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I hope the President didn’t take it personally. I’m sure no offense was intended. Even though bank presidents have shown they can single handedly almost sink the economy, they can’t control the weather that prevented their making it to the meeting. Of course some people might wonder why they didn’t leave a day earlier. A lot of people who have a morning meeting scheduled with the President of the United States would be very anxious to make sure they were in town the night before so as not to miss the meeting. Such a meeting is heady stuff even for a bank president. My guess is that the men all had good reasons for not arriving in Washington D.C. the night before the meeting and it was not, as some might think, a lack of respect for the President of the United States. A number of factors explain their actions.
One is that it was the middle of the holiday season and a Sunday night two weeks before Christmas is a time when there are lots of holiday parties. It is important for bank presidents to be in attendance to show that even though 12 months ago they were being bailed out by, among others, the people at the parties as well as lots of other people their cheerful demeanors prove that they are not the least bit nervous about the economy or the state of their banks. Another reason they may have waited until Monday to travel to see the President (if they were not partying) was to give them additional time to work for the benefit of customers, employees and shareholders.
Lloyd Blankfein, president of Goldman Sachs (who missed the meeting), was very likely spending the evening doing rough calculations as to how to divide up $16 billion in bonuses among his thousands of employees. That is a complicated calculation. He may also have been working on the speech he would give to his employees to explain why some of them would get bonuses in stock instead of cash.
Citigroup’s Vikram Pandit missed the meeting because Citigroup had a $17 billion stock offering on the same day as the meeting with the President took place. Mr. Pandit spent the day convincing investors they should buy some of the stock that was being offered. Thanks to those efforts Citigroup received $425 million in fees from the offering. In Mr. Pandit’s place Citigroup’s chairman, Richard Parsons was to attend, but having better things to do on Sunday night than spend the night in the capitol he waited until Monday morning to travel and because of weather had to miss the meeting. He may have spent some time Sunday night working on helping those struggling to pay their mortgages who were hoping to qualify under the “Making Home Affordable Program.” In November 2008 Citigroup said its intention was to reach out to 500,000 borrowers who needed help to avoid foreclosure. It said its program might result in $20 billion of mortgage refinancings. As of November 2009 it had fallen a bit shy of its goal. Of all mortgagees who were eligible for modification it had only entered into trial modifications with 100,126 homeowners instead of 500,000 homeowners and had only made permanent modifications with 271 borrowers out of the 231,000 who were estimated to be eligible.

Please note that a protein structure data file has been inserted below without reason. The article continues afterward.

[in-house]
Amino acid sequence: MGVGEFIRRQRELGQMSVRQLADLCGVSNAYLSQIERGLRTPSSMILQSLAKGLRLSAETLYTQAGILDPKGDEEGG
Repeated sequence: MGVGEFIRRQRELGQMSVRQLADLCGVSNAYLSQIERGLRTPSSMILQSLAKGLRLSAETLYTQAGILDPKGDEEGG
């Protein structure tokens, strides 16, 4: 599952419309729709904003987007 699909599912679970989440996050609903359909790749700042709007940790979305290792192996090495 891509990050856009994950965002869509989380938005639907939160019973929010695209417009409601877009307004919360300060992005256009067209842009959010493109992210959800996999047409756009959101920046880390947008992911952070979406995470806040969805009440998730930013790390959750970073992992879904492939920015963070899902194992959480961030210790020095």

John Mack of Morgan Stanley was probably also spending Sunday night trying to figure out how to help those threatened with foreclosure who were in distress. Morgan Stanley’s subsidiary, Saxon Mortgage Services, Inc. had an estimated 80,000 eligible loans and had 35,565 trial modifications going on but as of the end of November had only made 42 of the loan modifications permanent. The rest were still awaiting approval. Of course he might have been toasting the fact that although those numbers are not impressive, when its permanent loans modifications are added to its trial modifications it turns out that 44% of its loans have been modified or are in the trial stage and that, percentage wise, places it at the top of all the Servicers in the program.
The “Making Home Affordable Program” has been in place for slightly over a year. The Treasury Department estimates there are 3,299,780 people eligible to participate in the program. As of the end of November only 31,382 have received permanent modifications. The three presidents who missed the meeting are probably keenly ware of the failure of their institutions to do more for those in trouble. They may even feel a bit of guilt about it. Not enough, however, to have made sure they’d get to the meeting with the President on time. And not enough to cause them to forego their large bonuses.
CHRISTOPHER BRAUCHLI is a lawyer in Boulder, Colorado. He can be e-mailed at firstname.lastname@example.org.